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Yesterday the European Commission put forward a proposal to amend the existing CO2 regulation for passenger vehicles by a mandatory 2020 target. (See our policy update here for a full summary.)
The target value itself, 95 grams per kilometer (g/km), was never in question. However, some technical details of the regulatory proposal—the “modalities”—were fiercely debated between various stakeholder groups.
One of these modalities is the slope of the target line. This target line sets CO2 targets for individual manufacturers, and it is based on vehicle weight. The heavier the vehicle, the more CO2 it is allowed to emit. How much more is determined by the slope of the target line, the ‘a-factor’. This a-factor has been the subject of heated discussions among European manufacturers over the last couple of weeks.
It should be noted that from a technical perspective vehicle size (length × width) is a better basis for the target line than is vehicle weight. As we’ve outlined in detail elsewhere, the main reason is that a weight-based target system discourages the use of light-weighting, while a size-based target system is technology neutral. Nevertheless, the regulatory proposal put forward by the Commission remains based on vehicle weight.
The original proposal by the European Commission, prepared under the direction of Commissioner Connie Hedegaard in mid-June, set ‘a’ as 0.0296. This is equivalent to a so-called 60% slope based on the 2009 EU new vehicle fleet. To illustrate what this means, one needs to draw a cloud of data points for CO2 vs. weight for the European passenger vehicles sold in 2009. The sales-weighted regression line of this data cloud then essentially gets rotated around a set pivot point (in this case, 95 g/km) until it is only 60% as steep as the original regression line (see the chart below). This rotation of the line is done to a) achieve a fair distribution of the efforts to be made by different manufacturers, and b) to curb “gaming” by avoiding incentives to increase vehicle weight.
In response to the original European Commission proposal, the German manufacturers’ association (VDA) came forward with a counterproposal which would have set ‘a’ at 0.0457. This corresponds to a steeper target line, more like a 95% slope based on the 2009 EU new vehicle fleet.
Finally, a few days before the final adoption of the proposal, the European Commission put together a revised compromise proposal, with ‘a’ set at 0.0333, which corresponds to a slope of about 70% based on the 2009 fleet (or 60% of the slope of the 2006 fleet average line).
It is important to understand that the debate around the a-factor is mainly about burden-sharing among manufacturers. From a technical point of view it is crucial to ensure that the weight-based target line does not become too steep, in order to prevent artificial incentives for increasing vehicle weight. Yet whether or not the 95 g/km target is reached on average is independent of the a-factor. At the same time, the factor does affect the individual targets for manufacturers, as this table illustrates.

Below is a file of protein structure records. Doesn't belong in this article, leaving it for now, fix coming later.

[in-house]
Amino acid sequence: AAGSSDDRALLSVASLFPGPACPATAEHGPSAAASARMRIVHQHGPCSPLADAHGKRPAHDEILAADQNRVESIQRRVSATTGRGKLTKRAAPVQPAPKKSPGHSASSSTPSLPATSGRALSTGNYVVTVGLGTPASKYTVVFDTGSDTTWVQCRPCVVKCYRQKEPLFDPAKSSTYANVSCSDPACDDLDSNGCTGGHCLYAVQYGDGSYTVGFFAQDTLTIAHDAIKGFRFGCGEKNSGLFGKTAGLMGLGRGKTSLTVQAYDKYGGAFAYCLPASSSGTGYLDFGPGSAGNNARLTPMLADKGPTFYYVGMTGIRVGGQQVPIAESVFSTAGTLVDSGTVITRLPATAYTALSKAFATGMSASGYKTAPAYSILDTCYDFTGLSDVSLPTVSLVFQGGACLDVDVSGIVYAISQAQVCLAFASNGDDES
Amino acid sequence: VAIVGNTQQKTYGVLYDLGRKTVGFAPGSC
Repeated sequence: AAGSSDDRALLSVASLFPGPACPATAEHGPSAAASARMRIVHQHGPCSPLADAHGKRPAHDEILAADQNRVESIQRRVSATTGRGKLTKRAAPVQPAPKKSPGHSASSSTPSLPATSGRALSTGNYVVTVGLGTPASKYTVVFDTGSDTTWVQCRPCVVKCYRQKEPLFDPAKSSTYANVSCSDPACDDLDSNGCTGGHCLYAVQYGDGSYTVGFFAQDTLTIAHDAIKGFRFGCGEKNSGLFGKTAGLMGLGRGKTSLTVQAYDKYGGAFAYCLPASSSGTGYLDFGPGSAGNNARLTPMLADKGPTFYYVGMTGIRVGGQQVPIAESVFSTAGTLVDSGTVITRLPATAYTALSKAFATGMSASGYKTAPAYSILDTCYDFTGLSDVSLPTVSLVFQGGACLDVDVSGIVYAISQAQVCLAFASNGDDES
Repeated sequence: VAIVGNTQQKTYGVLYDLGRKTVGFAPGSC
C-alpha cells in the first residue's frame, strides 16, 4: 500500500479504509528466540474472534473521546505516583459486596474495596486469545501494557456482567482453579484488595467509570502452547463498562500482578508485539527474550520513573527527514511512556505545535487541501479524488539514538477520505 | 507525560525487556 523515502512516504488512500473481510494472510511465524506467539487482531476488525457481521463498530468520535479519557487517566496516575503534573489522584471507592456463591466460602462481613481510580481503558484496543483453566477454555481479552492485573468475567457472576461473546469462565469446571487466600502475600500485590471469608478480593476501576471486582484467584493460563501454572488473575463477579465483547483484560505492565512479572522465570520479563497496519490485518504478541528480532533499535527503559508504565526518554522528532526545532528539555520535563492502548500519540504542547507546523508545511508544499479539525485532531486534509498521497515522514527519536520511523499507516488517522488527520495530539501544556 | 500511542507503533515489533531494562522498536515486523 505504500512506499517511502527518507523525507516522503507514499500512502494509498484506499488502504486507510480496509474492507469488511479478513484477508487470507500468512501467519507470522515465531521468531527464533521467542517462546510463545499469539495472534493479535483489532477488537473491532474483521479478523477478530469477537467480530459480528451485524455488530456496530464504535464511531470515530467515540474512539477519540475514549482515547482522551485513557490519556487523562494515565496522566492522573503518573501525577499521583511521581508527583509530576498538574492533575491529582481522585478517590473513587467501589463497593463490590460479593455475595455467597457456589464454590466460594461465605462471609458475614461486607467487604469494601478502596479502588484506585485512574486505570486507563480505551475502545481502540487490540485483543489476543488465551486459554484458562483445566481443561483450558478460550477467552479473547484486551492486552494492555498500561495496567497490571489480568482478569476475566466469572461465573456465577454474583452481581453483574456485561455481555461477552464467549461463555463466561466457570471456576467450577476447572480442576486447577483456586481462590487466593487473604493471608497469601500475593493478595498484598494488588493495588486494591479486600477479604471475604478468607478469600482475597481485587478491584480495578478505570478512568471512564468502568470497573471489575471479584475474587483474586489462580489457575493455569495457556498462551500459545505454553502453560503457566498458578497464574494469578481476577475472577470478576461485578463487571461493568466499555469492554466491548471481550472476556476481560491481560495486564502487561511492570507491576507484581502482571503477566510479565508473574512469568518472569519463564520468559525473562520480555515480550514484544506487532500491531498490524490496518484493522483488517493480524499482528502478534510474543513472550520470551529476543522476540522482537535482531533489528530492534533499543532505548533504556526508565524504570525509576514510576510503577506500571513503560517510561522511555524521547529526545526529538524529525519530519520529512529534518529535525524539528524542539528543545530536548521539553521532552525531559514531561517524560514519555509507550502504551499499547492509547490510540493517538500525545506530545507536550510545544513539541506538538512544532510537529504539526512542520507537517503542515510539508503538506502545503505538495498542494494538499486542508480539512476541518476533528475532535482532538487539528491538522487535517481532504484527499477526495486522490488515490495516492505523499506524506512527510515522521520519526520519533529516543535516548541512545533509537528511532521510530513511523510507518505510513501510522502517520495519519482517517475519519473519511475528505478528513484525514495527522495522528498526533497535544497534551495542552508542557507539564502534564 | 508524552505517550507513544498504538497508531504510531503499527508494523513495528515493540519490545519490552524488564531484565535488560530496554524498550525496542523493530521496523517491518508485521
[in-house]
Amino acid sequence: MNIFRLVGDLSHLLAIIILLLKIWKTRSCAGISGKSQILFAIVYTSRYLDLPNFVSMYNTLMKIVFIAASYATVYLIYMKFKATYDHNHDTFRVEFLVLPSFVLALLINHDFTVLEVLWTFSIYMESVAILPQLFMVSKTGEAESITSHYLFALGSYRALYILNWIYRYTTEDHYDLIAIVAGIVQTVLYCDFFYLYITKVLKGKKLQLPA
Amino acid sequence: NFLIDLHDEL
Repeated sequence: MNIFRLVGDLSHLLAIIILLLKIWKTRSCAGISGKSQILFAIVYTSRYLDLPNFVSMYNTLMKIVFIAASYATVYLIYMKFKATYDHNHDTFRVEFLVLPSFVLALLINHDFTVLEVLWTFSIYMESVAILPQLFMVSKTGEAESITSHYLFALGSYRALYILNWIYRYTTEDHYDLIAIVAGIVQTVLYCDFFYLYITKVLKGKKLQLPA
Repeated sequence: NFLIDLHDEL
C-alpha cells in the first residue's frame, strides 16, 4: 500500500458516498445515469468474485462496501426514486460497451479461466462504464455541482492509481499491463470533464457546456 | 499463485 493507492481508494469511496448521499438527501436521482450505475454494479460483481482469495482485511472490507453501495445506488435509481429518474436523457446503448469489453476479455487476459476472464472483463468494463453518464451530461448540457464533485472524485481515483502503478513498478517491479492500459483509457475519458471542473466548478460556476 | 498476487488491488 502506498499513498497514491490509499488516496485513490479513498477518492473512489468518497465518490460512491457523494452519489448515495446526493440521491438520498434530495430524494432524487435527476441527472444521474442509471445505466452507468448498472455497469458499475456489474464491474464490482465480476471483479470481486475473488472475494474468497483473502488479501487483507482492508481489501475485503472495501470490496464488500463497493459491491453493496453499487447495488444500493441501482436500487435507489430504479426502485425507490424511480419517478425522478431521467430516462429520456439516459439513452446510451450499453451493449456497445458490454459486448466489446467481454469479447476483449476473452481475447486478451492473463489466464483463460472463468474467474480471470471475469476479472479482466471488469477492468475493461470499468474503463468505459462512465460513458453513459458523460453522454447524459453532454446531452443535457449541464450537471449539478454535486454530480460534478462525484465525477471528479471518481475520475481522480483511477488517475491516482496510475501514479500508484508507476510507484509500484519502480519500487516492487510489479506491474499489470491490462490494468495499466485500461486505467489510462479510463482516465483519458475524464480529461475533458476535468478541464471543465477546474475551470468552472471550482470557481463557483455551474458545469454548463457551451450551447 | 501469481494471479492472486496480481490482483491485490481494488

|Proposed target line slopes and required emission reduction for 2015-2020*|
|Original Commission proposal||Adopted Commission proposal||VDA proposal|
|a = 0.0296||a = 0.0333||a = 0.0457|
|Daimler||100.4 g/km||27.4%||101.0 g/km||26.9%||103.3 g/km||25.3%|
|BMW||100.4 g/km||27.4%||101.1 g/km||26.9%||103.3 g/km||25.3%|
|Ford||93.0 g/km||26.7%||92.8 g/km||26.9%||91.9 g/km||27.6%|
|Volkswagen||96.1 g/km||27.0%||96.3 g/km||26.9%||96.7 g/km||26.6%|
|All manufacturers (average)||95.0 g/km||26.9%||95.0 g/km||26.9%||95.0 g/km||26.9%|
|Fiat (excl. Chrysler)||87.9 g/km||26.2%||87.0 g/km||26.9%||84.0 g/km||29.4%|
|GM||95.6 g/km||27.0%||95.7 g/km||26.9%||96.0 g/km||26.7%|
|Toyota||93.2 g/km||26.7%||92.9 g/km||26.9%||92.2 g/km||27.5%|
|Fiat (incl. Chrysler)||89.0 g/km||26.3%||88.3 g/km||26.9%||85.8 g/km||29.0%|
|Renault-Nissan||92.8 g/km||26.7%||92.5 g/km||26.9%||91.6 g/km||27.6%|
|PSA (Peugeot-Citroën)||93.6 g/km||26.8%||93.4 g/km||26.9%||92.8 g/km||27.4%|
|*Incremental reductions for selected manufacturers, assuming that all manufacturers meet their 2015 targets. Does not allow for conclusions about reductions based on current situation. Daimler 2006 incl. Chrysler, Ford 2006 incl. Volvo, Fiat 2006 excl. Chrysler; 2015 and 2020 targets calculated assuming no change to 2011 vehicle weight; data source for 2011: European Environmental Agency EEA|
The European Commission proposal, now adopted, requires the same percentage CO2 reduction (27% from 2015 to 2020) from each manufacturer. The absolute emission targets of course are different: for example, 101 g/km for BMW and Daimler vs. 87 g/km for Fiat. The original Commission proposal allowed for slightly higher emission targets for manufacturers of lighter vehicles (for example Fiat, at 88 g/km) and demanded lower emission targets for heavier vehicles (BMW and Daimler. 100 g/km). The VDA proposal, with its higher slope, would on the other hand have allowed premium manufacturers to emit more CO2 (BMW and Daimler 103 g/km) while manufacturers of smaller vehicles would have had to reduce more (Fiat 84 g/km). It is interesting to note that for the majority of manufacturers the slope parameter has no impact, as their fleets are quite similar to the EU average, the pivot point used to rotate the initial target line.
The differences between these proposals may seem minor, until one recalls that a manufacturer has to pay a penalty of up to €95 for each gram by which it misses the target for every vehicle it sells. Those g/km add up. This explains the fierce debate on this issue that we have witnessed during the last few weeks in the media (see, for example, here and here), and why it took the Commission longer than expected to come forward with a final proposal. But they have managed—just in time for the summer break in Europe.